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Land Use Policy
Last Thursday I debated the merits of smart growth with ‘Anti-planner’ Randal O'Toole at a community forum in Langley, a rapidly-growing suburb of Vancouver, British Columbia. A recording of the Debate and presenters' slide shows are available at www.southfraser.net/2012/02/smart-growth-debate-media.html. At the end more than three quarters of the audience voted for a pro-smart-growth resolution. This may reflect some selection bias – people concerned about sprawl may have been more likely to attend – but I believe that given accurate information most citizens will support smart growth due to its various savings and benefits.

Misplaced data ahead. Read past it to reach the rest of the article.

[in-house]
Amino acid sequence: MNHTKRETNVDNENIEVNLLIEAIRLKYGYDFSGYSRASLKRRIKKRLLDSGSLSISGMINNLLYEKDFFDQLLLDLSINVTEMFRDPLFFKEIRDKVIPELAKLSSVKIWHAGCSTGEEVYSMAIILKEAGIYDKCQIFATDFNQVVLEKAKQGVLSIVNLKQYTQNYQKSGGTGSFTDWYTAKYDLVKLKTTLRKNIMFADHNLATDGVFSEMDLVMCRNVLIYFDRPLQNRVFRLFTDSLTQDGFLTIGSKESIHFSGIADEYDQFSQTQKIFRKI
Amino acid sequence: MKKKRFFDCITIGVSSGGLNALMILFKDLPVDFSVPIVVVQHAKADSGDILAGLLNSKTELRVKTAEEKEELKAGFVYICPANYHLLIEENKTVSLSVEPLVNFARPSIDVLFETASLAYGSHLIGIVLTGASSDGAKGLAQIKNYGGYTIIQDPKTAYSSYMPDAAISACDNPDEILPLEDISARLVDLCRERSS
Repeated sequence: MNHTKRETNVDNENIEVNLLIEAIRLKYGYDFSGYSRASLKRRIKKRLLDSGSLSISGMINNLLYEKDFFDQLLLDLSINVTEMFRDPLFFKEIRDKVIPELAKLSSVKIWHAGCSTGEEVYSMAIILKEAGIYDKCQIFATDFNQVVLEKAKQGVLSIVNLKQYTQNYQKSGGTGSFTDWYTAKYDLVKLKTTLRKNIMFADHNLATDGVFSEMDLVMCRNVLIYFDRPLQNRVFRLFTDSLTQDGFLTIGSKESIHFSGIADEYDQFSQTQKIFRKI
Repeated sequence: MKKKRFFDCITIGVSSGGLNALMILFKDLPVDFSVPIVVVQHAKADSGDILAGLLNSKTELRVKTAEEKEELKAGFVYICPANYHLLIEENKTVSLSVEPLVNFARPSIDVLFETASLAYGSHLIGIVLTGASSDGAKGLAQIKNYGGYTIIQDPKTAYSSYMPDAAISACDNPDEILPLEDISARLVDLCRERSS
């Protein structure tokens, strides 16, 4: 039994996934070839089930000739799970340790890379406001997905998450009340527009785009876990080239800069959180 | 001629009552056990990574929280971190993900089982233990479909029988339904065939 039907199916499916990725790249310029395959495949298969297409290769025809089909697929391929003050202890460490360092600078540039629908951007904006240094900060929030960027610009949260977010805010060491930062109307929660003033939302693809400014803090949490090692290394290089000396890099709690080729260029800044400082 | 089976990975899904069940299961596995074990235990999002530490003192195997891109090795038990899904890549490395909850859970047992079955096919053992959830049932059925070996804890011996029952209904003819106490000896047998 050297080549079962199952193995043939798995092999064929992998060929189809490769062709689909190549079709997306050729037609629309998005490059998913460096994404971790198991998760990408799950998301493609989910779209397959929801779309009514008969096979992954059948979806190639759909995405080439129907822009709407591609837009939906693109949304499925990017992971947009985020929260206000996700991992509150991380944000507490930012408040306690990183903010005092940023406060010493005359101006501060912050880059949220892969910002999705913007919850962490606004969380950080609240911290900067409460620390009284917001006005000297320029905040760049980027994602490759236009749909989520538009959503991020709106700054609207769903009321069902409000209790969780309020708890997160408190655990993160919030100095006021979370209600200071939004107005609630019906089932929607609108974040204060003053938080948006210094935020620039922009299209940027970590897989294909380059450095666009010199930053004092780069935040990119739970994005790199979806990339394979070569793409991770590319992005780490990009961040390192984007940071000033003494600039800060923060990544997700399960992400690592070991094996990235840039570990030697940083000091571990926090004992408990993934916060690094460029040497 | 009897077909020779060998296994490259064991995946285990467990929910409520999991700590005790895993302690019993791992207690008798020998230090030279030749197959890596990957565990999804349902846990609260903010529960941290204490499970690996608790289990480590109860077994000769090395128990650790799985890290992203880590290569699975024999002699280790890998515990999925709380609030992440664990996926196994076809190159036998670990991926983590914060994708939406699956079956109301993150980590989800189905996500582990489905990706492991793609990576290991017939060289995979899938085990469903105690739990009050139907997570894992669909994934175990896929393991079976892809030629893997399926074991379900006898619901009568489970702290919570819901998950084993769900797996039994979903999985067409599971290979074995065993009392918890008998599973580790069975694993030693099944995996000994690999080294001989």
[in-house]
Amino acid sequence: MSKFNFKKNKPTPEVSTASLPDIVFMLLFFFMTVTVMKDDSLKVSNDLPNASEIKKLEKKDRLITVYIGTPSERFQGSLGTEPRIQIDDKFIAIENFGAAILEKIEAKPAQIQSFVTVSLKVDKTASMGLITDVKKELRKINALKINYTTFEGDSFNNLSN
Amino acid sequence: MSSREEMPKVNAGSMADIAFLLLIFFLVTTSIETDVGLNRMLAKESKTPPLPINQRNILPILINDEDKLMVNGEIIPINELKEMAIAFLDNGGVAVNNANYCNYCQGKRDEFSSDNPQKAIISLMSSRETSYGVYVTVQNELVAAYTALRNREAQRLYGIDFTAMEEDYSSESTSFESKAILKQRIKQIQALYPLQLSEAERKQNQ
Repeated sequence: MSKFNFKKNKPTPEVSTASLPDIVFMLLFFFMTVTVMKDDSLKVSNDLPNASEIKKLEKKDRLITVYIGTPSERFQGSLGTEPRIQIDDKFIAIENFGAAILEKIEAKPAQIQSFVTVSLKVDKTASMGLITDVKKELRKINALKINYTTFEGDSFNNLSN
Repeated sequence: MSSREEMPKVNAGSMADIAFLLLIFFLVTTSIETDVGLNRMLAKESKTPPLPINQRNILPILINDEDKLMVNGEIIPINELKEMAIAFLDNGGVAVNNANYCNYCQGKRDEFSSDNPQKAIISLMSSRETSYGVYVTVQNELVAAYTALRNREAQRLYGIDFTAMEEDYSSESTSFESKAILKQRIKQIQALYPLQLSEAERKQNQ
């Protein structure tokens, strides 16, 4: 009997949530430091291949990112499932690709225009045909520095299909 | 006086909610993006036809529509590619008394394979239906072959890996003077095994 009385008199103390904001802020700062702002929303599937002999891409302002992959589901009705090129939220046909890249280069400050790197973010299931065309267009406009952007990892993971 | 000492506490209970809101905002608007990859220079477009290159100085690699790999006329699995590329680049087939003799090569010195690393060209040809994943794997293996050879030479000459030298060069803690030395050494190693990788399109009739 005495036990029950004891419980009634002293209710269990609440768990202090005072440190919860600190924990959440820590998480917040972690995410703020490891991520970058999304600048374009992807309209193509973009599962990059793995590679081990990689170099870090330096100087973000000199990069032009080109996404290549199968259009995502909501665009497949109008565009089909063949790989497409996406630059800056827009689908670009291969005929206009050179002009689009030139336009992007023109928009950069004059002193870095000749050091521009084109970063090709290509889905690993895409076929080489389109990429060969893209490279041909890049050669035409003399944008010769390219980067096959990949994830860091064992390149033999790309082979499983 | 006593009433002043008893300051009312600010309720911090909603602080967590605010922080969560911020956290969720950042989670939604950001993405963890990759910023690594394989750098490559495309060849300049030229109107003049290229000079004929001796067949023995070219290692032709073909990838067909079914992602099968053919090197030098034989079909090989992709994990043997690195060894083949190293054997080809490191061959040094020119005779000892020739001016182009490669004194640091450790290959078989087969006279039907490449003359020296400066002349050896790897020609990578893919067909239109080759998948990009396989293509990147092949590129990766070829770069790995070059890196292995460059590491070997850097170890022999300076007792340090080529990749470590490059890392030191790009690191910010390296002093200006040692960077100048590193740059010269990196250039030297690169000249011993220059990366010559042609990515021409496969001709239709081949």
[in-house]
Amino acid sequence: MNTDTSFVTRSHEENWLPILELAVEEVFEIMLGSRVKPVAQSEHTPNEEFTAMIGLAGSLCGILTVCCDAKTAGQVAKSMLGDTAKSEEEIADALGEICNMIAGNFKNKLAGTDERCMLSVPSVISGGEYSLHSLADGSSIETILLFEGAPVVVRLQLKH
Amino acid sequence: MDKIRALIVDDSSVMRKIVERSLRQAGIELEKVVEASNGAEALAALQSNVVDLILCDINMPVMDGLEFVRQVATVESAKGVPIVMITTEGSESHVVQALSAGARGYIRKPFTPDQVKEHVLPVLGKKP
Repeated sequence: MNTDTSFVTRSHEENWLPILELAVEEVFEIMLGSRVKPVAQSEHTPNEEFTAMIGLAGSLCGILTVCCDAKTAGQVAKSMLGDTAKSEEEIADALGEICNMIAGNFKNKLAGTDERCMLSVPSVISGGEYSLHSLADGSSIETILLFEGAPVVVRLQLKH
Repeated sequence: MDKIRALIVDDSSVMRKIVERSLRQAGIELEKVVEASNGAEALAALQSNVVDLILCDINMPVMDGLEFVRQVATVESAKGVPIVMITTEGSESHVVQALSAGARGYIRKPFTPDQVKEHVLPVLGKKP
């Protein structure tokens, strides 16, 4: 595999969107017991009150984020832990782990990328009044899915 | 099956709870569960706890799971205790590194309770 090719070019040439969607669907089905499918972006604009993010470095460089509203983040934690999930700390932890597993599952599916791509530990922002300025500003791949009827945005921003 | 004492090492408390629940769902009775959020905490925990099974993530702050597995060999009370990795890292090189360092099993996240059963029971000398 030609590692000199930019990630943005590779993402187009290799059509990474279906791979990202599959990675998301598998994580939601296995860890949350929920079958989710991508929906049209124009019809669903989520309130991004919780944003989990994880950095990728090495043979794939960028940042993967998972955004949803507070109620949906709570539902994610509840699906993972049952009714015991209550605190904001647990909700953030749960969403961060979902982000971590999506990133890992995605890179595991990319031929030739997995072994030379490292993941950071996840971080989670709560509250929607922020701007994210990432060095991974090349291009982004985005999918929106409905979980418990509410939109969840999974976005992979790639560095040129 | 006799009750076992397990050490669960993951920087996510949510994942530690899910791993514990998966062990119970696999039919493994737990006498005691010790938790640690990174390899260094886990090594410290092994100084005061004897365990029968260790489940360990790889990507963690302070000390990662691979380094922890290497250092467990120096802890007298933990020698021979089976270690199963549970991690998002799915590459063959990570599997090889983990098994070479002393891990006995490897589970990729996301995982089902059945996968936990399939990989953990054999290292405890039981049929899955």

Smart growth sometimes faces organized opposition by critics. It is important that planners respond effectively and professionally. Here is my critique of O'Toole’s claims and some advice for planners who face similar critics.
The planning profession’s ambivalence toward Houston has always been a little frustrating. In part, the profession’s attitude is understandable. Houston hasn’t embraced planning’s conventions, so why should the profession embrace Houston?
Fair enough. But the downside is losing the opportunity to look at core issues and problems from a completely different lens. This is especially true when it comes to housing development where Houston performs remarkably better than its peers.
This week Salon.com published a remarkable interview with a contender for the White House. The candidate didn't offer the solution to stabilizing Iraq, strengthening the economy, or bringing down the price of a six-pack (at least not directly), but for the first time in the history of American campaigning that I'm aware of, he referred to the issue of "land use."